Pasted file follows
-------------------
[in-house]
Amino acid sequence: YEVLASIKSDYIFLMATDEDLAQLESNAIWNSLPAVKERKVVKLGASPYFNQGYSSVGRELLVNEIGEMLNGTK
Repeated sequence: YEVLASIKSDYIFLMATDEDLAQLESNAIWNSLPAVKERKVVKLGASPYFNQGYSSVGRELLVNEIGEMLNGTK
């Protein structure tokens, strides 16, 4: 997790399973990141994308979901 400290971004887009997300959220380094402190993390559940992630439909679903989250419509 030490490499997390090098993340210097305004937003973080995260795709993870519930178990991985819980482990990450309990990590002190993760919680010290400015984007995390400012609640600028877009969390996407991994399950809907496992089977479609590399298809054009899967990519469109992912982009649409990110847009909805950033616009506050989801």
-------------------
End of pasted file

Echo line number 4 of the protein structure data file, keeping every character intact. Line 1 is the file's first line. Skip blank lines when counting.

């Protein structure tokens, strides 16, 4: 997790399973990141994308979901 400290971004887009997300959220380094402190993390559940992630439909679903989250419509 030490490499997390090098993340210097305004937003973080995260795709993870519930178990991985819980482990990450309990990590002190993760919680010290400015984007995390400012609640600028877009969390996407991994399950809907496992089977479609590399298809054009899967990519469109992912982009649409990110847009909805950033616009506050989801």